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Ohio Craigslist jury gets death penalty issue

Thomas j. Sheeran, Associated Press

AKRON, Ohio (AP) -- A jury began deliberating on Wednesday whether to recommend the death penalty for a self-styled preacher convicted of killing three down-and-out men lured by bogus Craigslist job offers.

The same jury that convicted Richard Beasley, 53, last week could also recommend that he spend life in prison without the chance of parole or get life with a chance for parole after 25 or 30 years.

If jurors recommend death, Judge Lynne Callahan may sentence Beasley to death or one of the lesser options, likely life without parole. If the jury recommends prison, the judge may not toughen the sentence to death.

Beasley's co-defendant, then 16 years old, was too young to face the death penalty. Brogan Rafferty was sentenced to life in prison without the chance of parole on his conviction last year.

In closing arguments, both sides highlighted Rafferty's life sentence in contrast to a possible death sentence for Beasley. The defense said that issue should factor into the jury's deliberations, but the prosecution said it wasn't an issue because Rafferty's age, by law, had ruled out death as an option.

Jurors will be sequestered in a hotel nightly until they reach a decision. The judge said jurors may deliberate until 9 p.m. if they want.

The jury received the case after hearing two hours of testimony from witnesses, including Beasley's tearful mother, who were called to portray him sympathetically and to press for leniency.

Carol Beasley testified that her son had a troubled childhood and had suffered physical and sexual abuse. "I love Richard with all my heart," she said.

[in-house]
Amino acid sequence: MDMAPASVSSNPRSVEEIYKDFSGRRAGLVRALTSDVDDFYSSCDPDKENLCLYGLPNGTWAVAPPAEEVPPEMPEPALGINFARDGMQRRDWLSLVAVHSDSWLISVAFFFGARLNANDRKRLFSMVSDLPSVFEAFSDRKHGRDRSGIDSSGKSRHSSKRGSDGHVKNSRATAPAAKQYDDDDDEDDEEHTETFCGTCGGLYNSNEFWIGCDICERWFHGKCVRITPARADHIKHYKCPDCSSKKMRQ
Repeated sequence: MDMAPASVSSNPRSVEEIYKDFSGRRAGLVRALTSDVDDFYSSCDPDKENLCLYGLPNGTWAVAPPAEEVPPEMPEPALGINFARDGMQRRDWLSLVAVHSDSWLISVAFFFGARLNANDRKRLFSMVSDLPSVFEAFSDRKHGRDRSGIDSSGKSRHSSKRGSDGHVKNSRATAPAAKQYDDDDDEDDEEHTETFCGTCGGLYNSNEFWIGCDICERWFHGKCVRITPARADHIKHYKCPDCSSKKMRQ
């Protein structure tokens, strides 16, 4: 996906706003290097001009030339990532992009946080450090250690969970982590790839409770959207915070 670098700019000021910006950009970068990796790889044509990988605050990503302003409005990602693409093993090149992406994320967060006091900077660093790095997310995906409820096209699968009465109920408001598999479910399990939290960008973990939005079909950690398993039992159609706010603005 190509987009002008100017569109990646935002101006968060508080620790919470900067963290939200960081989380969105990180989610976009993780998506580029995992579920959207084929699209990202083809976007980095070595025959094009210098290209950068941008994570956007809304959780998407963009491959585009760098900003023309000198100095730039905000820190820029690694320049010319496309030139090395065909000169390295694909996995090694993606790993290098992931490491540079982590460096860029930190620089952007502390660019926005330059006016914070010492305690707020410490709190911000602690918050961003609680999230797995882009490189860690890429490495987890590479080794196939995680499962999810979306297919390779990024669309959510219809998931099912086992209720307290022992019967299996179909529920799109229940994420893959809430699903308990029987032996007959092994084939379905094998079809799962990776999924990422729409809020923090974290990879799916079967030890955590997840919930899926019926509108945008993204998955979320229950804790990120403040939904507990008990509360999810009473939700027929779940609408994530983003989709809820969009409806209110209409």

As she testified, Beasley slumped forward, his chin on his chest and his right hand covering his eyes. He uses a wheelchair because of back pain.

She described a difficult childhood for her son, with a verbally and physically abusive stepfather whom Carol Beasley characterized as a mean drunk.

She testified that she learned only within the past year that her son had been sexually abused by neighborhood youngsters when he was a boy. She had known that the boys had forced him to remove his pants in a large drainage pipe but hadn't known about the abuse at the time, she said.

"I always felt there was much more than he told me," she testified. Her son apparently kept the abuse secret out of fear he would be held responsible for it, the mother said.

Her first husband neglected Richard and her, Carol Beasley testified, and her second husband broke dishes and a window while drinking and whipped Richard as a toddler. "Richard was very mistreated by him," she testified.

Carol Beasley testified that Richard and the couple's own two daughters would be put to bed early and sometimes were sent to relatives for the weekend to avoid contact with the father.

"Everybody was afraid when he came home," she said.

The defense also called a psychologist, John Fabian, who testified that Beasley suffers from depression, alcohol abuse, low self-esteem and a feeling of isolation, all possible results of a troubled, abusive childhood.

"These are all potential mitigating factors" in favor of leniency, Fabian testified.

Fabian said Beasley's issues should be considered in multi-generational terms involving him and his family life. "This is all his personality development," he said.

One of Beasley's victims was killed near Akron, and the others were shot at a southeast Ohio farm during bogus job interviews.

The slain men were Ralph Geiger, 56, of Akron; David Pauley, 51, of Norfolk, Va.; and Timothy Kern, 47, of Massillon. All were down-and-out men looking for a fresh start in life, the prosecution said repeatedly during the trial.

The survivor, Scott Davis, now 49, testified that he heard the click of a gun as he walked in front of Beasley at the reputed job site. Davis, who was shot in an arm, knocked the weapon aside, fled into the woods and tipped police.

Beasley, who returned to Ohio from Texas in 2004 after serving several years in prison on a burglary conviction, testified that he met with Davis and Davis had pulled a gun in retaliation for Beasley serving as a police informant in a motorcycle gang investigation.